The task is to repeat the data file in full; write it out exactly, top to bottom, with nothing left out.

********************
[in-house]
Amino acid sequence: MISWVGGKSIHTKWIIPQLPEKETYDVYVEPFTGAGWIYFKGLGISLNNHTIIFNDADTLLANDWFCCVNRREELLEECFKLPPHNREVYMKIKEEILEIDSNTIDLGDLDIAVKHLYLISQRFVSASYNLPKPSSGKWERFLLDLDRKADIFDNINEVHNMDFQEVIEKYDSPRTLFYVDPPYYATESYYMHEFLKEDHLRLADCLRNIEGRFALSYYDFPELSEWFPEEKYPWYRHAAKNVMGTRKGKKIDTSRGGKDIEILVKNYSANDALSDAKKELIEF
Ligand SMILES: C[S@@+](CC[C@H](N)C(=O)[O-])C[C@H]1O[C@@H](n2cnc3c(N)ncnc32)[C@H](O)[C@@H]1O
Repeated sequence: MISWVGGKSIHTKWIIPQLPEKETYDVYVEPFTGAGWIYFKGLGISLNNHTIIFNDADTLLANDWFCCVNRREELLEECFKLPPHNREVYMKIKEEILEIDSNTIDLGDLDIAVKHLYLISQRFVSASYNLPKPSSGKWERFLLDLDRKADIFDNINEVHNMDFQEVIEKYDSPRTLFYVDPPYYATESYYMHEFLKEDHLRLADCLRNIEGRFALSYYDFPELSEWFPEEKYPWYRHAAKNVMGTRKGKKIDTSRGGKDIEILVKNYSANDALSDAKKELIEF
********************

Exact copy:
[in-house]
Amino acid sequence: MISWVGGKSIHTKWIIPQLPEKETYDVYVEPFTGAGWIYFKGLGISLNNHTIIFNDADTLLANDWFCCVNRREELLEECFKLPPHNREVYMKIKEEILEIDSNTIDLGDLDIAVKHLYLISQRFVSASYNLPKPSSGKWERFLLDLDRKADIFDNINEVHNMDFQEVIEKYDSPRTLFYVDPPYYATESYYMHEFLKEDHLRLADCLRNIEGRFALSYYDFPELSEWFPEEKYPWYRHAAKNVMGTRKGKKIDTSRGGKDIEILVKNYSANDALSDAKKELIEF
Ligand SMILES: C[S@@+](CC[C@H](N)C(=O)[O-])C[C@H]1O[C@@H](n2cnc3c(N)ncnc32)[C@H](O)[C@@H]1O
Repeated sequence: MISWVGGKSIHTKWIIPQLPEKETYDVYVEPFTGAGWIYFKGLGISLNNHTIIFNDADTLLANDWFCCVNRREELLEECFKLPPHNREVYMKIKEEILEIDSNTIDLGDLDIAVKHLYLISQRFVSASYNLPKPSSGKWERFLLDLDRKADIFDNINEVHNMDFQEVIEKYDSPRTLFYVDPPYYATESYYMHEFLKEDHLRLADCLRNIEGRFALSYYDFPELSEWFPEEKYPWYRHAAKNVMGTRKGKKIDTSRGGKDIEILVKNYSANDALSDAKKELIEF